Originally Posted by Socom
Everyone should keep in mind that the base fuel used in the Spider test should never be made available for sale. It's "virgin"" ULSD.
While true the test demonstrates a "worst case" senario, IMO that factoid has little bearing on the results and I believe it is the best way to demonstrate the added lubricity properties of each tested product or in otherwords to develope a baseline for each product.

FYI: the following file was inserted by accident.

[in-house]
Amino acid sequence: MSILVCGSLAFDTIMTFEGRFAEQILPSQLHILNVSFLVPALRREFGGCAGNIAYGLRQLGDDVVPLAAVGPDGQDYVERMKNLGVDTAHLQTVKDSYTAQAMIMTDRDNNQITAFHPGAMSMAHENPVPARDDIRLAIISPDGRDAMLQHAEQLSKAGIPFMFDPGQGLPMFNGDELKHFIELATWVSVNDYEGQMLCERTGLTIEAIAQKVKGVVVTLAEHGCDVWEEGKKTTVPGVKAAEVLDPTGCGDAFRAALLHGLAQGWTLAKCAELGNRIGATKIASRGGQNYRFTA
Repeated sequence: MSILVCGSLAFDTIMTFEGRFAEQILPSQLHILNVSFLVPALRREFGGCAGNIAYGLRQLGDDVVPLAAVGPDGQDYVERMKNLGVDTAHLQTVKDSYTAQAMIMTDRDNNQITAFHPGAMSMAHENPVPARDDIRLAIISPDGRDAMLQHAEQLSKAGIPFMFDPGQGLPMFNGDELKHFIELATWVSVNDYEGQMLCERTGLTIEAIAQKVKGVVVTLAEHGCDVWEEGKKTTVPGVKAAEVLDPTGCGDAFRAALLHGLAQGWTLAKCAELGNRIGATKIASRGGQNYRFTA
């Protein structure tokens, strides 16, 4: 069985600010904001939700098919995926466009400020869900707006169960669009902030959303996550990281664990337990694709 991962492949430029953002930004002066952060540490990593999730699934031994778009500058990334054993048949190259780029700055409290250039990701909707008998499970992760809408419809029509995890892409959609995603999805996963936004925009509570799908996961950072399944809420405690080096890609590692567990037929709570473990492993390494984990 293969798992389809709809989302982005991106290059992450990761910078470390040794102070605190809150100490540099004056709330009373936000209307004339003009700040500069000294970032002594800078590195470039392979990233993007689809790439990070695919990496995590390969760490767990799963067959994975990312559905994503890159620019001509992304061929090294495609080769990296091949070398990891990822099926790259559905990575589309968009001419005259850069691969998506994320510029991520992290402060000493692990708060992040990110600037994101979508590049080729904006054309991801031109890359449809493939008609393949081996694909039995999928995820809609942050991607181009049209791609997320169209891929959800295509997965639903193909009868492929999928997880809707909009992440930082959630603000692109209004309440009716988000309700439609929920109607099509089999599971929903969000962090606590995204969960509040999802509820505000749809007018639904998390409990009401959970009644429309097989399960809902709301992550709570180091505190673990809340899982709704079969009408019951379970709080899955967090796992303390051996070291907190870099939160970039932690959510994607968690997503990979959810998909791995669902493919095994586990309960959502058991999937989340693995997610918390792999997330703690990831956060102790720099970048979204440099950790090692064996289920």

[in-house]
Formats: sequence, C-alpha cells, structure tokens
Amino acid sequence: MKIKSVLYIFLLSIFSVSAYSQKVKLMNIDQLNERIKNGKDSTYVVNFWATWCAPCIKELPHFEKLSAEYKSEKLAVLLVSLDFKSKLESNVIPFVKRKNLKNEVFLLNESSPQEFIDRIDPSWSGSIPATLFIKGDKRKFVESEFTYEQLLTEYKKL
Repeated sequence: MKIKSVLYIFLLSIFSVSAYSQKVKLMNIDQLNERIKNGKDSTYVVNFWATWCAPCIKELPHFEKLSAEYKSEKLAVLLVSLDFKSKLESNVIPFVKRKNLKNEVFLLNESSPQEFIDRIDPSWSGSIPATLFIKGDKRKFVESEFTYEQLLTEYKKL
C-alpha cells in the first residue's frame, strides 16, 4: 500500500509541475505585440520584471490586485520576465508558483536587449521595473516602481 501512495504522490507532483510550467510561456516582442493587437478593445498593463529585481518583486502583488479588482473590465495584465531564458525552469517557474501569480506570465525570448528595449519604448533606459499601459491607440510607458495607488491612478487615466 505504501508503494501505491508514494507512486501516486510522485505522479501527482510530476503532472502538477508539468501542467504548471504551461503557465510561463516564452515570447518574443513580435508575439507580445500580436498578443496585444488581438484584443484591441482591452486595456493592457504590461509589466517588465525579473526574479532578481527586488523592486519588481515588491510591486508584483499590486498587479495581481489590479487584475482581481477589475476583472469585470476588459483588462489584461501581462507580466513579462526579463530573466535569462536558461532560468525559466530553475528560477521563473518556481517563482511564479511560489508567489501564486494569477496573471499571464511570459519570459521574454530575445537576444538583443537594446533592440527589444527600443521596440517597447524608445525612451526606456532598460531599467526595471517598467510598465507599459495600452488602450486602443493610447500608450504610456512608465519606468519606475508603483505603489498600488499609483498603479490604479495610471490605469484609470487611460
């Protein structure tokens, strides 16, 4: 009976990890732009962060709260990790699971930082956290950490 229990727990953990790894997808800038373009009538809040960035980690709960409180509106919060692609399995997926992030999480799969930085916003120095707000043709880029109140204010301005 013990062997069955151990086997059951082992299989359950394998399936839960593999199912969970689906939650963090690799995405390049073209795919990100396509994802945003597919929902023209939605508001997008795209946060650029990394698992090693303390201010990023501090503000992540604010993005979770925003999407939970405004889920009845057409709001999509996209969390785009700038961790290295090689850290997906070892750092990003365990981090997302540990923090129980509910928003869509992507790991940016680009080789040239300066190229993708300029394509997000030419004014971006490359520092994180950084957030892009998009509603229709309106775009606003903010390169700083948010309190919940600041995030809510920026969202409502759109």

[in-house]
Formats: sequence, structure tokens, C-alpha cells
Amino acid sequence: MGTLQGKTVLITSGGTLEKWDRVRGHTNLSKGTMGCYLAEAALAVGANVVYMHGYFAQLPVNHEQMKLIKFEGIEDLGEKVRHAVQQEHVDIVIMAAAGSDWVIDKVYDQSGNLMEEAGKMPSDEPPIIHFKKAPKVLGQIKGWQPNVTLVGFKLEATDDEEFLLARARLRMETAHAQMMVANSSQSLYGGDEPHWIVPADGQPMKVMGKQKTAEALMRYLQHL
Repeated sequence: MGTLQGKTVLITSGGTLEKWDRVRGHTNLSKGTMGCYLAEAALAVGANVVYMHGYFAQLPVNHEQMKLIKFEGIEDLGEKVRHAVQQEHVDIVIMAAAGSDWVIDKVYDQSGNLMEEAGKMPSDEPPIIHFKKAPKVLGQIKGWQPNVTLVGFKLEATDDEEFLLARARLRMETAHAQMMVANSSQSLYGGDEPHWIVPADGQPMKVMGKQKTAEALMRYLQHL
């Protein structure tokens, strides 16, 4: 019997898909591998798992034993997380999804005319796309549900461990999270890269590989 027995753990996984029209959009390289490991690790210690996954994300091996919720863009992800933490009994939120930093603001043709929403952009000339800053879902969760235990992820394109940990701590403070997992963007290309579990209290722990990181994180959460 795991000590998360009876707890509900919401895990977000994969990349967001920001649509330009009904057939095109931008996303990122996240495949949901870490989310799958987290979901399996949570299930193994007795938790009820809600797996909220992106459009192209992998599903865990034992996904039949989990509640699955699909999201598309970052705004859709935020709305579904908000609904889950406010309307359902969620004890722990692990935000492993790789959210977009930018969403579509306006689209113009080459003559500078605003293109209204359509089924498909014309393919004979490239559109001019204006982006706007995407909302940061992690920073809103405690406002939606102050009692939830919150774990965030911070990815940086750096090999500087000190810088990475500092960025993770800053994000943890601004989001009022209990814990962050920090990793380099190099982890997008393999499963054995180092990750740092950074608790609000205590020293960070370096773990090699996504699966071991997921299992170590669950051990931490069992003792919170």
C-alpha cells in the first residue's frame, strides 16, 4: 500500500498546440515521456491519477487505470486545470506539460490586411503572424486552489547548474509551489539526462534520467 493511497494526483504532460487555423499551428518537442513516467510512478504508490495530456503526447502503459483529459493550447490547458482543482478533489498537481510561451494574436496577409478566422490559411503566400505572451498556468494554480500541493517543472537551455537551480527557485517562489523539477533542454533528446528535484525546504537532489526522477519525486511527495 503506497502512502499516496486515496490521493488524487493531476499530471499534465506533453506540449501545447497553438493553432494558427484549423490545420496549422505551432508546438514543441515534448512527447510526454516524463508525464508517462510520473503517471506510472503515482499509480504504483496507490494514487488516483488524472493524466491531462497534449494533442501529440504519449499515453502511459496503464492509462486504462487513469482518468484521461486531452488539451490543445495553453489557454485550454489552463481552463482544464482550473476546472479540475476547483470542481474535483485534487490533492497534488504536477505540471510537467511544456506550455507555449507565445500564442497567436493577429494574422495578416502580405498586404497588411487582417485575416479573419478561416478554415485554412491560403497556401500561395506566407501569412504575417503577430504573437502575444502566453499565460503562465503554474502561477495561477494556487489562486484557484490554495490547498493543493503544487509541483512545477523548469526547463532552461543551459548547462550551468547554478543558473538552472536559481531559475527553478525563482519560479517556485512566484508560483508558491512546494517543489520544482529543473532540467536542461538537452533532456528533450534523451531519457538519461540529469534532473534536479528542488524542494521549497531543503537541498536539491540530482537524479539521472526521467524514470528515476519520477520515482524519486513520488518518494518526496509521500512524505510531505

Certainly an argument can be made that ULSD with a lubricity additive may react differently when combined with any one of the tested fuel additives. However, I am of the belief that the addition of a quality fuel additive will enhance the lubricity of retail ULSD.
The more important take-away as I see it is best summarized by Spicer below:
"The potential result of using inadequately treated fuel, as indicated above, can be catastrophic. There have been many documented cases of randomly tested samples of diesel fuel. These tests prove that often times the fuel we purchase is not adequately treated and may therefore contribute to accelerated wear of our fuel delivery systems."